SAT mind-numbing, stress-inducing torture ritual, says Boylan ’80

By Caroline MacNeille '16

[Jennifer Finney Boylan '80]Jennifer Finney Boylan ’80 picks apart the problems with the SAT and explains its inability to give an accurate measure of a student’s potential in “Save us from the SAT” in the New York Times. The only way to measure a student’s potential, Jennifer says, is to “look at the complex portrait of their lives.”

Writer, professor and political activist Jennifer  graduated from Wesleyan with a degree in English. Jennifer’s autobiography She’s Not There: A Life in Two Genders was a national bestseller. She now resides in Maine, where she is a professor of English at Colby College.

I WAS in trouble. The first few analogies were pretty straightforward — along the lines of “leopard is to spotted as zebra is to striped” — but now I was in the tall weeds of nuance. Kangaroo is to marsupial as the giant squid is to — I don’t know, maybe D) cephalopod? I looked up for a second at the back of the head of the girl in front of me. She had done this amazing thing with her hair, sort of like a French braid. I wondered if I could do that with my hair.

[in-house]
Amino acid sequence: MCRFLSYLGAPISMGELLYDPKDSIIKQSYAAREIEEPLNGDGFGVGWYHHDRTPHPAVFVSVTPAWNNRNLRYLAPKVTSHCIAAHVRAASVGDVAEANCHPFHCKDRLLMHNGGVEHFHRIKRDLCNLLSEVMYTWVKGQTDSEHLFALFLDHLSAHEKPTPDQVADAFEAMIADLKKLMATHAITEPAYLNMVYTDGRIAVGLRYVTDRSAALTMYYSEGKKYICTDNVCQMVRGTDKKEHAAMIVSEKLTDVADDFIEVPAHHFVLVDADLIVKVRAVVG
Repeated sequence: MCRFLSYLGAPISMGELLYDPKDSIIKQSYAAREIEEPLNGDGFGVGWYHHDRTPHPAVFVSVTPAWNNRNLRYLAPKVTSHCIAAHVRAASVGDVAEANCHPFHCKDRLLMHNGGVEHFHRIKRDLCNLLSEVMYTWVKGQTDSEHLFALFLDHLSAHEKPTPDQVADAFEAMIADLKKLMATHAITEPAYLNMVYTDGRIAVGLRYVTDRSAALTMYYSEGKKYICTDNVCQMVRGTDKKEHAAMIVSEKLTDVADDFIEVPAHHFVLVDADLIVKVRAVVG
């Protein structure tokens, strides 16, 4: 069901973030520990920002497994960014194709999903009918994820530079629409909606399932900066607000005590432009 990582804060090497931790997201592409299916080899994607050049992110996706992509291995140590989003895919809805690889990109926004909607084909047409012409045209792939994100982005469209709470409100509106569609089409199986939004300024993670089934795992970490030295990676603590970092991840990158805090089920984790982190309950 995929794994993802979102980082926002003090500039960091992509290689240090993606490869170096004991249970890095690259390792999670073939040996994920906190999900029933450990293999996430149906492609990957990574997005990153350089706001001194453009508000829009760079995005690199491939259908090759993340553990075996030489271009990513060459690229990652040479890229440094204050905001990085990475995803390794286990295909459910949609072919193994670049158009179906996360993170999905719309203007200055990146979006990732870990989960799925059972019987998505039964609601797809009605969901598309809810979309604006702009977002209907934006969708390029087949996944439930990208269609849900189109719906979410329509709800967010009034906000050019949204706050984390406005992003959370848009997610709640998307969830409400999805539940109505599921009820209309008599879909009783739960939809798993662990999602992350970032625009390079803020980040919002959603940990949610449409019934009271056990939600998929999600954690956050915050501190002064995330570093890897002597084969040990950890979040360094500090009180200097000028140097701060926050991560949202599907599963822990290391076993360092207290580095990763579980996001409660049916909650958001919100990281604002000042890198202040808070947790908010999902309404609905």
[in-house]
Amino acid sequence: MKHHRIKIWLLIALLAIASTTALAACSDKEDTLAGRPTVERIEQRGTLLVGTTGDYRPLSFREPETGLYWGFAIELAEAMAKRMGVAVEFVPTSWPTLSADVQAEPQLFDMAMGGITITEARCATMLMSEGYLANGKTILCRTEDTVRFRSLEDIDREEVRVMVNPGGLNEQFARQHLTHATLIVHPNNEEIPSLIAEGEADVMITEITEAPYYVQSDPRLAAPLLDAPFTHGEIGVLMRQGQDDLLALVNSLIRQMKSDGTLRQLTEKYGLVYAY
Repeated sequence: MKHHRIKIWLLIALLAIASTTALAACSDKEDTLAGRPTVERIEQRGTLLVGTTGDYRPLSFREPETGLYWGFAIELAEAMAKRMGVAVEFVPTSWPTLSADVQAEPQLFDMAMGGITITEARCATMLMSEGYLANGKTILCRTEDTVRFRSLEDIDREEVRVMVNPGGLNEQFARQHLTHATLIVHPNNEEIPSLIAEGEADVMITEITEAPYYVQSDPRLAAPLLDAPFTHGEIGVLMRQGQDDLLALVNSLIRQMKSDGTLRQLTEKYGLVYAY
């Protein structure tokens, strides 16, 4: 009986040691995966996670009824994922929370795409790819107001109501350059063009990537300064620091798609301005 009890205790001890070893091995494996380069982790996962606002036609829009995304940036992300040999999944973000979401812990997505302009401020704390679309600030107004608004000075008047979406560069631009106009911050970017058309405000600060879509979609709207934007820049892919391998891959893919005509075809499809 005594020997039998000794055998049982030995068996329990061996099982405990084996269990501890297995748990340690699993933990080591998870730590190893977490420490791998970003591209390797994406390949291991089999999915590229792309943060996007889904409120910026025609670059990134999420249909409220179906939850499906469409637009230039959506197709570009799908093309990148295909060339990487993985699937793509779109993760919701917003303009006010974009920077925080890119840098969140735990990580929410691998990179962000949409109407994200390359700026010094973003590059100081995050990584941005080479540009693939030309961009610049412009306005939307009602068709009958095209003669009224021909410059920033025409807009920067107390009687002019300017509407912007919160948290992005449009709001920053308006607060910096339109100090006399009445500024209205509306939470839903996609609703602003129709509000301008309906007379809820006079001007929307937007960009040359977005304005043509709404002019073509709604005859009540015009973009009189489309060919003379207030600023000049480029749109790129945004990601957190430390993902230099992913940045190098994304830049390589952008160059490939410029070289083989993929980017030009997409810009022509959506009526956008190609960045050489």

this was the moment I saw the terrible thing I had done, the SAT equivalent of the Hindenburg disaster. I’d accidentally skipped a line on my answer sheet, early in that section of the test. Every answer I’d chosen, each of those lines of graphite-filled bubbles, was off by one. I looked at the clock. Time was running out. I could see the Wesleyan campus fading before my eyes.

..the thing is, though, there already is something that accurately mirrors the grades a student gets in school. Namely: the grades a student gets in school. A better way of revising the SAT, from what I can see, would be to do away with it once and for all.

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Image: c/o of Jennifer Boylan/AP

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